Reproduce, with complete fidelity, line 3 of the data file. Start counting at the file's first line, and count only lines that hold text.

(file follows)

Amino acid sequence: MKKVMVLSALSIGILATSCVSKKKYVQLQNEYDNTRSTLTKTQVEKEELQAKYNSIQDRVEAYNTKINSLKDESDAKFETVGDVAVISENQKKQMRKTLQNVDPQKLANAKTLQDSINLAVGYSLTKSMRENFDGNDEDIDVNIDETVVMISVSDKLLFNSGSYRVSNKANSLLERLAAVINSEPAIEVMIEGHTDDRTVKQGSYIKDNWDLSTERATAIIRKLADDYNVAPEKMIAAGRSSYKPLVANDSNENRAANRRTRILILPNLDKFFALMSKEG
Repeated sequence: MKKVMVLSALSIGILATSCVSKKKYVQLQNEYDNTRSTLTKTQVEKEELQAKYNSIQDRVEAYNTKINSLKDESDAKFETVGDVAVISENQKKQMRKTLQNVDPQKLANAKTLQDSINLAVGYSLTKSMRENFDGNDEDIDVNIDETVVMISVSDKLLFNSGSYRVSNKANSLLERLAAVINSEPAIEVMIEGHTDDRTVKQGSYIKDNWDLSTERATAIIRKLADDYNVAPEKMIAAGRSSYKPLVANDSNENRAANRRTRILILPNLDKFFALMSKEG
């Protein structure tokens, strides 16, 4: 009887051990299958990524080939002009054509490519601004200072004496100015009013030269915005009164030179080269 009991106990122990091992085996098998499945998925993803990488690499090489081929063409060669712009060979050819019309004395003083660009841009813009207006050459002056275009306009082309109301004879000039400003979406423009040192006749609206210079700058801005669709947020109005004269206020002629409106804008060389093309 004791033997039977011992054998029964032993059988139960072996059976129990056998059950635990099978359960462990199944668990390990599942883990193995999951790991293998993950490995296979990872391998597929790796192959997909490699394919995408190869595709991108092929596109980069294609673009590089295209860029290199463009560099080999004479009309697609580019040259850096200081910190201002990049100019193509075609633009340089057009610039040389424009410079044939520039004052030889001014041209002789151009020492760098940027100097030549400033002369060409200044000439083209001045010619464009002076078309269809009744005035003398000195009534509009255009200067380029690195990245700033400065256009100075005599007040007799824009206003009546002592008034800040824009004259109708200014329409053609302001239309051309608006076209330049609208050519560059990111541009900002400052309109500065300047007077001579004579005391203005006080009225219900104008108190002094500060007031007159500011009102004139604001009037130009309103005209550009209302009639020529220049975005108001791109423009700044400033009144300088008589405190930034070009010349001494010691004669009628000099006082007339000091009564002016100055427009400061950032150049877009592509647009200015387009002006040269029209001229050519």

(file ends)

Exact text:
């Protein structure tokens, strides 16, 4: 009887051990299958990524080939002009054509490519601004200072004496100015009013030269915005009164030179080269 009991106990122990091992085996098998499945998925993803990488690499090489081929063409060669712009060979050819019309004395003083660009841009813009207006050459002056275009306009082309109301004879000039400003979406423009040192006749609206210079700058801005669709947020109005004269206020002629409106804008060389093309 004791033997039977011992054998029964032993059988139960072996059976129990056998059950635990099978359960462990199944668990390990599942883990193995999951790991293998993950490995296979990872391998597929790796192959997909490699394919995408190869595709991108092929596109980069294609673009590089295209860029290199463009560099080999004479009309697609580019040259850096200081910190201002990049100019193509075609633009340089057009610039040389424009410079044939520039004052030889001014041209002789151009020492760098940027100097030549400033002369060409200044000439083209001045010619464009002076078309269809009744005035003398000195009534509009255009200067380029690195990245700033400065256009100075005599007040007799824009206003009546002592008034800040824009004259109708200014329409053609302001239309051309608006076209330049609208050519560059990111541009900002400052309109500065300047007077001579004579005391203005006080009225219900104008108190002094500060007031007159500011009102004139604001009037130009309103005209550009209302009639020529220049975005108001791109423009700044400033009144300088008589405190930034070009010349001494010691004669009628000099006082007339000091009564002016100055427009400061950032150049877009592509647009200015387009002006040269029209001229050519």